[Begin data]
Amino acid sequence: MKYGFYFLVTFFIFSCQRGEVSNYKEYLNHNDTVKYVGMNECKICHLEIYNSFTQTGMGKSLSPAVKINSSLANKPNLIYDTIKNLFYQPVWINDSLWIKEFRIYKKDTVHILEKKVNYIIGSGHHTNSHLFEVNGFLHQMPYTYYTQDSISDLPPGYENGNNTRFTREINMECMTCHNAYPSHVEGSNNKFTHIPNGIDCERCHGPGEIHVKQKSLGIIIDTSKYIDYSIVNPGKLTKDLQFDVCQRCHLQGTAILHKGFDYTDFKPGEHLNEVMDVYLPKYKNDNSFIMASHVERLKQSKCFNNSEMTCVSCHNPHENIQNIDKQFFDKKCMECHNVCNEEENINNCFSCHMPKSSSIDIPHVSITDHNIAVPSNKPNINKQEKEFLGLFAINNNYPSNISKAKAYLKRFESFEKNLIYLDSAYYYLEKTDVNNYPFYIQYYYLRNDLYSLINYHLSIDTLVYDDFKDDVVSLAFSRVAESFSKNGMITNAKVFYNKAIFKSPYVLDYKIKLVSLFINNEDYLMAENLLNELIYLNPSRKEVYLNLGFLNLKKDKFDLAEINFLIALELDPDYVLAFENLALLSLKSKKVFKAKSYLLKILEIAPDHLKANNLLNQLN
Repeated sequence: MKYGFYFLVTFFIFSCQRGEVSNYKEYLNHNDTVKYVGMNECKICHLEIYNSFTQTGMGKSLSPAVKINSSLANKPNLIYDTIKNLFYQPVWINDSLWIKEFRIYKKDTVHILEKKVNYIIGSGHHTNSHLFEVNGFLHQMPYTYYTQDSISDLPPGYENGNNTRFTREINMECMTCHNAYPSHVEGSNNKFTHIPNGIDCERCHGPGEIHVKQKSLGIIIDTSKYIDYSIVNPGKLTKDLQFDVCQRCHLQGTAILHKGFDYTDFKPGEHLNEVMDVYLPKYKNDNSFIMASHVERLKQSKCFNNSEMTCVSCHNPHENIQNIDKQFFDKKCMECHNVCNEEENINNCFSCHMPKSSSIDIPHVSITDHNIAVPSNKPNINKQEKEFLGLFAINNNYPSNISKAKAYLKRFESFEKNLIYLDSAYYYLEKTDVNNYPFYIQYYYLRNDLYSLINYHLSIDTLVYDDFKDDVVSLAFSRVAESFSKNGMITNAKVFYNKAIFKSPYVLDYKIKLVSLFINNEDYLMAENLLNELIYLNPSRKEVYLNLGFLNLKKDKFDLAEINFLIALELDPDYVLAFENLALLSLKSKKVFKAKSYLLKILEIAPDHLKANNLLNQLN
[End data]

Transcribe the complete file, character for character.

Amino acid sequence: MKYGFYFLVTFFIFSCQRGEVSNYKEYLNHNDTVKYVGMNECKICHLEIYNSFTQTGMGKSLSPAVKINSSLANKPNLIYDTIKNLFYQPVWINDSLWIKEFRIYKKDTVHILEKKVNYIIGSGHHTNSHLFEVNGFLHQMPYTYYTQDSISDLPPGYENGNNTRFTREINMECMTCHNAYPSHVEGSNNKFTHIPNGIDCERCHGPGEIHVKQKSLGIIIDTSKYIDYSIVNPGKLTKDLQFDVCQRCHLQGTAILHKGFDYTDFKPGEHLNEVMDVYLPKYKNDNSFIMASHVERLKQSKCFNNSEMTCVSCHNPHENIQNIDKQFFDKKCMECHNVCNEEENINNCFSCHMPKSSSIDIPHVSITDHNIAVPSNKPNINKQEKEFLGLFAINNNYPSNISKAKAYLKRFESFEKNLIYLDSAYYYLEKTDVNNYPFYIQYYYLRNDLYSLINYHLSIDTLVYDDFKDDVVSLAFSRVAESFSKNGMITNAKVFYNKAIFKSPYVLDYKIKLVSLFINNEDYLMAENLLNELIYLNPSRKEVYLNLGFLNLKKDKFDLAEINFLIALELDPDYVLAFENLALLSLKSKKVFKAKSYLLKILEIAPDHLKANNLLNQLN
Repeated sequence: MKYGFYFLVTFFIFSCQRGEVSNYKEYLNHNDTVKYVGMNECKICHLEIYNSFTQTGMGKSLSPAVKINSSLANKPNLIYDTIKNLFYQPVWINDSLWIKEFRIYKKDTVHILEKKVNYIIGSGHHTNSHLFEVNGFLHQMPYTYYTQDSISDLPPGYENGNNTRFTREINMECMTCHNAYPSHVEGSNNKFTHIPNGIDCERCHGPGEIHVKQKSLGIIIDTSKYIDYSIVNPGKLTKDLQFDVCQRCHLQGTAILHKGFDYTDFKPGEHLNEVMDVYLPKYKNDNSFIMASHVERLKQSKCFNNSEMTCVSCHNPHENIQNIDKQFFDKKCMECHNVCNEEENINNCFSCHMPKSSSIDIPHVSITDHNIAVPSNKPNINKQEKEFLGLFAINNNYPSNISKAKAYLKRFESFEKNLIYLDSAYYYLEKTDVNNYPFYIQYYYLRNDLYSLINYHLSIDTLVYDDFKDDVVSLAFSRVAESFSKNGMITNAKVFYNKAIFKSPYVLDYKIKLVSLFINNEDYLMAENLLNELIYLNPSRKEVYLNLGFLNLKKDKFDLAEINFLIALELDPDYVLAFENLALLSLKSKKVFKAKSYLLKILEIAPDHLKANNLLNQLN